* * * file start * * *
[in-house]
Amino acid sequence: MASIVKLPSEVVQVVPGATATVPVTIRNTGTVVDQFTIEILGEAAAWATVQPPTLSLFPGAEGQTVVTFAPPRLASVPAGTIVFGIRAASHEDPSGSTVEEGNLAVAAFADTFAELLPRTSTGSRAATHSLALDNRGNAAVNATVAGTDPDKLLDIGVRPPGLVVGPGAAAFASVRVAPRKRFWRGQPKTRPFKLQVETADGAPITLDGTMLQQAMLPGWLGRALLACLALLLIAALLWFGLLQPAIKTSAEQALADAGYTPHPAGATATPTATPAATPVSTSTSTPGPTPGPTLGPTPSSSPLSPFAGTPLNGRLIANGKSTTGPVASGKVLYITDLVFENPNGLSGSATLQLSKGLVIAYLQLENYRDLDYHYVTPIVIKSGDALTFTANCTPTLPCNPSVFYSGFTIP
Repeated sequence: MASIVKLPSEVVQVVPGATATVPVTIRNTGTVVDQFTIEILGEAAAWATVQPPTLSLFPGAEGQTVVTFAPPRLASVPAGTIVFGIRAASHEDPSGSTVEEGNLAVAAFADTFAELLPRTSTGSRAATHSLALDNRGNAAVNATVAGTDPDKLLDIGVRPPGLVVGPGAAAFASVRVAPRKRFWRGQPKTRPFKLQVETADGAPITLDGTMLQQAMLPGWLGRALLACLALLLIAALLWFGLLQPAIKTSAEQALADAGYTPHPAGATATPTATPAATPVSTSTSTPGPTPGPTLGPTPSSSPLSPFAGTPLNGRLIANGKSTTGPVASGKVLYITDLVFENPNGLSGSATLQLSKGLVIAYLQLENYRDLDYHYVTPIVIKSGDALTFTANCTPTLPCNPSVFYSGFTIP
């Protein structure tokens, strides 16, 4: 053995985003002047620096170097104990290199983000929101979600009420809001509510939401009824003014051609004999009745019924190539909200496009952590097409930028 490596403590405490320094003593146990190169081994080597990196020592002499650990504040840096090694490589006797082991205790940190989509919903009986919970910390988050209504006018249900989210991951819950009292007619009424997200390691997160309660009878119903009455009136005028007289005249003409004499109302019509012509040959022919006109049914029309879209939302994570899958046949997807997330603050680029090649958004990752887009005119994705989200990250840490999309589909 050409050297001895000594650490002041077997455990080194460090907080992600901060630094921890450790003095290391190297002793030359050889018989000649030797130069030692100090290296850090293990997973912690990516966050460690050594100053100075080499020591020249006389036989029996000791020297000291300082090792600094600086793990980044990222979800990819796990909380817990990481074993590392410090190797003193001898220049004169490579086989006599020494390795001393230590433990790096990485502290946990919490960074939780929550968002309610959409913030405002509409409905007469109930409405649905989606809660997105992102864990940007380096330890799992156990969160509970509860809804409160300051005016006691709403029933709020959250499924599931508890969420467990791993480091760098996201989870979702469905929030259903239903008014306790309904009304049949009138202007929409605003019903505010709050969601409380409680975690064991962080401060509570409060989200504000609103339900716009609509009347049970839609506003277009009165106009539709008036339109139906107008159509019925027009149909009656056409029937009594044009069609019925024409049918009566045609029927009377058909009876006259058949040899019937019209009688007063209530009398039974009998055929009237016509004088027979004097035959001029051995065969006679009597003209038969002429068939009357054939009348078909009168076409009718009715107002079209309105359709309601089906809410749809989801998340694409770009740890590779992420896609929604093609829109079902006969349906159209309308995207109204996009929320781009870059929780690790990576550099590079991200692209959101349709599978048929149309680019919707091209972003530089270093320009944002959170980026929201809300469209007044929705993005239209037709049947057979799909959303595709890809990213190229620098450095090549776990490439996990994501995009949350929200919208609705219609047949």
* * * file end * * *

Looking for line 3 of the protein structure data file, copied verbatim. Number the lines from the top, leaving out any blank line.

Repeated sequence: MASIVKLPSEVVQVVPGATATVPVTIRNTGTVVDQFTIEILGEAAAWATVQPPTLSLFPGAEGQTVVTFAPPRLASVPAGTIVFGIRAASHEDPSGSTVEEGNLAVAAFADTFAELLPRTSTGSRAATHSLALDNRGNAAVNATVAGTDPDKLLDIGVRPPGLVVGPGAAAFASVRVAPRKRFWRGQPKTRPFKLQVETADGAPITLDGTMLQQAMLPGWLGRALLACLALLLIAALLWFGLLQPAIKTSAEQALADAGYTPHPAGATATPTATPAATPVSTSTSTPGPTPGPTLGPTPSSSPLSPFAGTPLNGRLIANGKSTTGPVASGKVLYITDLVFENPNGLSGSATLQLSKGLVIAYLQLENYRDLDYHYVTPIVIKSGDALTFTANCTPTLPCNPSVFYSGFTIP